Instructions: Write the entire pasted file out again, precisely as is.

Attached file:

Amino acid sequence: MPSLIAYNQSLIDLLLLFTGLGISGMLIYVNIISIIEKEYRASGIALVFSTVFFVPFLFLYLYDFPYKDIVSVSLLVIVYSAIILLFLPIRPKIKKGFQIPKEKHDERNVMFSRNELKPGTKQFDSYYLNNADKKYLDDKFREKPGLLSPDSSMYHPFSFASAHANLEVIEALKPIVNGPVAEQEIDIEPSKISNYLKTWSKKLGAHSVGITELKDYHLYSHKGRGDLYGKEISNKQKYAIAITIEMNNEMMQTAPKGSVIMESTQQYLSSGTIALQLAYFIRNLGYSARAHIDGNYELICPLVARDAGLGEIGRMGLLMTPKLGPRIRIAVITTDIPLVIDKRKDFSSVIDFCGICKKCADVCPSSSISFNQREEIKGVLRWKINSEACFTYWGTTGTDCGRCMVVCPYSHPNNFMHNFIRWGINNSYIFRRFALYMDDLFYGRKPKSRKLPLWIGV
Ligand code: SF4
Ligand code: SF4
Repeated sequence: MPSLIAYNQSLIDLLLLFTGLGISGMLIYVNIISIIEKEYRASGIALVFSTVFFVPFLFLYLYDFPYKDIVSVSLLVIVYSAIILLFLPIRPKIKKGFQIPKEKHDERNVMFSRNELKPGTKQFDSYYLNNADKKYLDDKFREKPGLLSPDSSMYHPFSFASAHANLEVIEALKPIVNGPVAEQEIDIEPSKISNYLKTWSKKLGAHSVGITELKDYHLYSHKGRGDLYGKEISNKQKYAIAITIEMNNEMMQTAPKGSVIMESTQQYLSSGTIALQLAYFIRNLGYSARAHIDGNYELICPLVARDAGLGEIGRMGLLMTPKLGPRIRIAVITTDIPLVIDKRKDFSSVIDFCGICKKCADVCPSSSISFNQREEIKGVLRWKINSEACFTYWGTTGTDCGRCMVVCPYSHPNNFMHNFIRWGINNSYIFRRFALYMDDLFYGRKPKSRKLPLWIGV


Amino acid sequence: MPSLIAYNQSLIDLLLLFTGLGISGMLIYVNIISIIEKEYRASGIALVFSTVFFVPFLFLYLYDFPYKDIVSVSLLVIVYSAIILLFLPIRPKIKKGFQIPKEKHDERNVMFSRNELKPGTKQFDSYYLNNADKKYLDDKFREKPGLLSPDSSMYHPFSFASAHANLEVIEALKPIVNGPVAEQEIDIEPSKISNYLKTWSKKLGAHSVGITELKDYHLYSHKGRGDLYGKEISNKQKYAIAITIEMNNEMMQTAPKGSVIMESTQQYLSSGTIALQLAYFIRNLGYSARAHIDGNYELICPLVARDAGLGEIGRMGLLMTPKLGPRIRIAVITTDIPLVIDKRKDFSSVIDFCGICKKCADVCPSSSISFNQREEIKGVLRWKINSEACFTYWGTTGTDCGRCMVVCPYSHPNNFMHNFIRWGINNSYIFRRFALYMDDLFYGRKPKSRKLPLWIGV
Ligand code: SF4
Ligand code: SF4
Repeated sequence: MPSLIAYNQSLIDLLLLFTGLGISGMLIYVNIISIIEKEYRASGIALVFSTVFFVPFLFLYLYDFPYKDIVSVSLLVIVYSAIILLFLPIRPKIKKGFQIPKEKHDERNVMFSRNELKPGTKQFDSYYLNNADKKYLDDKFREKPGLLSPDSSMYHPFSFASAHANLEVIEALKPIVNGPVAEQEIDIEPSKISNYLKTWSKKLGAHSVGITELKDYHLYSHKGRGDLYGKEISNKQKYAIAITIEMNNEMMQTAPKGSVIMESTQQYLSSGTIALQLAYFIRNLGYSARAHIDGNYELICPLVARDAGLGEIGRMGLLMTPKLGPRIRIAVITTDIPLVIDKRKDFSSVIDFCGICKKCADVCPSSSISFNQREEIKGVLRWKINSEACFTYWGTTGTDCGRCMVVCPYSHPNNFMHNFIRWGINNSYIFRRFALYMDDLFYGRKPKSRKLPLWIGV